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Chapter 15 (page 72)
Fisher and Cohen (l973) used infused open-tipped catheters for their manometric studies
of the gastroduodenal junction in 28 normal, fasting human subjects. All measurements
were made with the subject lying on the right side. At the duodenogastric junction a high
pressure zone approximately 1.5 cm in length was recorded. The pressure here varied
from 2.5 to 11.7 mm Hg above the intra-abdominal pressure, with a mean magnitude of
5.0 mm Hg. During duodenal acidification with 0.1N HCl the pyloric pressure increased
from its basal level of 5.0mm Hg to 25.0 mm Hg, an increase occurring in all l7 subjects
tested. Intraduodenal olive oil also significantly increased pyloric pressure. An "antral"
peristaltic contraction was associated with a brief drop in pyloric pressure, followed by a
sequential contraction of the pylorus and the duodenum. This motor behaviour did not
occur consistently and could be recorded in several subjects only.
Fisher and Cohen (l973) concluded that the human pylorus had the physiological
characteristics of a true gastrointestinal sphincter, since (1) it was distinguised by a zone
of elevated pressure which relaxed with "antral" peristalsis; (2) the high pressure zone
contracted in response to physiological duodenal stimuli, and (3) an increase in pyloric
pressure was associated with a diminution in reflux of duodenal contents into the
stomach. Compared with other gastrointestinal sphincters, the high pressure zone was
narrow and had a low resting magnitude, which might explain the failure of previous
studies to recognize it. They considered their perfused catheters to be more sensitive than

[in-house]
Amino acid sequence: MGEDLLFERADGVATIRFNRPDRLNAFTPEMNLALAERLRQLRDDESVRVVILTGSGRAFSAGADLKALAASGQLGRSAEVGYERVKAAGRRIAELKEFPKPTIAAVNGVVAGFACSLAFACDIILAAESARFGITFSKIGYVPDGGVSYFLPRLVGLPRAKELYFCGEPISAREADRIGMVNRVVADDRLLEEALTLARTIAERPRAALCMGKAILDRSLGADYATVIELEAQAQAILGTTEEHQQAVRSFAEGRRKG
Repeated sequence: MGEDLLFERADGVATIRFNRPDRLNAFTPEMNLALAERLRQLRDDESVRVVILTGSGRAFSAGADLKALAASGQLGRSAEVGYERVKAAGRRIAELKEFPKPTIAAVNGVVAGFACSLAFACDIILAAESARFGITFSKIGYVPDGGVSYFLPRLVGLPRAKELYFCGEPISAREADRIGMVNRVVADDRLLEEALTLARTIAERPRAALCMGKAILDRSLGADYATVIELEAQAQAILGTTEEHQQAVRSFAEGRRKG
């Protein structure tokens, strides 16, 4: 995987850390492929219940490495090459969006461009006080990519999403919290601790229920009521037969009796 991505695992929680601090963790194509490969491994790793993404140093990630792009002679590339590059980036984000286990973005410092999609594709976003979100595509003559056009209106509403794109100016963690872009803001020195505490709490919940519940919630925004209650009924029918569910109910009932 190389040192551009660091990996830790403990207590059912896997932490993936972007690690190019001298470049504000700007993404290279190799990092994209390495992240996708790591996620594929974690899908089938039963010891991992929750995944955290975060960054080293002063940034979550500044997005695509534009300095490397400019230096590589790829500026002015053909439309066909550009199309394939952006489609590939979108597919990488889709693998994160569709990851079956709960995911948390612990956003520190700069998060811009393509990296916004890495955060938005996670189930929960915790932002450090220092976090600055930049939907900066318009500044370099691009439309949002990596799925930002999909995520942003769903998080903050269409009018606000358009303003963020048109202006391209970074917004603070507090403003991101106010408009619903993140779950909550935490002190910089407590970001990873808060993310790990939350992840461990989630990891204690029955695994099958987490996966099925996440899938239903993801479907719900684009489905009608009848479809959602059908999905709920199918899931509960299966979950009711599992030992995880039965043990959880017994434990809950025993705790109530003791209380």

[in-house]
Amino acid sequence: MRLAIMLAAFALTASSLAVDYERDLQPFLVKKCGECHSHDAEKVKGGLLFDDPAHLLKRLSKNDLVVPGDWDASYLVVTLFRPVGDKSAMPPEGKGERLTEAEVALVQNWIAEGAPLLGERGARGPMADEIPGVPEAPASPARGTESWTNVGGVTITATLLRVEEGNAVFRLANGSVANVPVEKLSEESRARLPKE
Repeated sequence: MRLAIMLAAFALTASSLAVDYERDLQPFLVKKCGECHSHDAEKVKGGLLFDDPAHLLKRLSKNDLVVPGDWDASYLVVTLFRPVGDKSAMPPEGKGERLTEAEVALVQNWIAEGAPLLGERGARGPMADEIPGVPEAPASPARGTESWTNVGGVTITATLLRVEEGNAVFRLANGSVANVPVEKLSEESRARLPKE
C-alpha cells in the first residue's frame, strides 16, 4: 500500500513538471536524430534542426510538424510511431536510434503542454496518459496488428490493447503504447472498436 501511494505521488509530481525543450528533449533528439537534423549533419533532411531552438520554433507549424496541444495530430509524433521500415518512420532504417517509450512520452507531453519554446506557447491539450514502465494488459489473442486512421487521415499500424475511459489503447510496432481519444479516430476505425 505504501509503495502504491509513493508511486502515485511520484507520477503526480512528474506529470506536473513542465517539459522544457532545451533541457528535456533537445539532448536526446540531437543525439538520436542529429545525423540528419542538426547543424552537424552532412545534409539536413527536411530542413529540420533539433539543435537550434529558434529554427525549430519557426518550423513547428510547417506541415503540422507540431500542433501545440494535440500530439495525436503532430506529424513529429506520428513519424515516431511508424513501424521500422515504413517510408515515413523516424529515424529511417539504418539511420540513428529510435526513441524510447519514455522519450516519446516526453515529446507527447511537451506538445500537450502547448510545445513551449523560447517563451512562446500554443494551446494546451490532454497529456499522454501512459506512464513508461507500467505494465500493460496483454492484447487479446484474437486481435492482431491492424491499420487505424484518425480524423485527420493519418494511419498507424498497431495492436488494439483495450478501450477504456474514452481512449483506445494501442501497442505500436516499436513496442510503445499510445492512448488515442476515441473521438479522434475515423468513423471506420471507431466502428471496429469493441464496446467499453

balloon sensors which had been used in some previous investigations. Although the
presence of a high pressure zone at the gastroduodenal junction implied sphincteric
properties, these authors pointed out that an alternative explanation might be that the high
pressure zone was simply a manifestation of the anatomical configuration of the "pyloric
channel". In that case the findings would not be of any functional significance.
Kaye et al. (l976) did not agree with Fisher and Cohen (l973) that perfused catheters were
more sensitive than balloon sensors. As each sensor in a perfused catheter assembly had
of necessity a restricted radial disposition, an important limitation was imposed on
sphincteric assessment. In their opinion balloon sensors were less accurate, but not less
sensitive than perfused catheters. For these reasons they used a circumferentially
sensitive pressure sensor, consisting of a silastic diaphragm around a fluid-filled chamber
containing a miniature transducer. The overall circumference was 6.0mm, the device
being both accurate and sensitive to pressure around the whole circumference. Pressures
were recorded in 8 healthy, fasting human subjects lying in the supine position. Transient
phasic pressure rises were occasionally observed at the gastroduodenal junction (as
indicated by a change in electrical potential difference as described in Chap. 6), but in no
instance was a zone of tonically elevated pressure demonstrated convincingly. The most
striking evidence for a pyloric high pressure zone in any of the 8 subjects was a sustained
rise of only 1.0 or 2.0 mm Hg, corresponding to a 26mV change in potential difference.
Because the miniature transducer assembly was not suitable for the introduction of
solutions into the duodenum, additional studies were done with a six-lumen, open-tipped,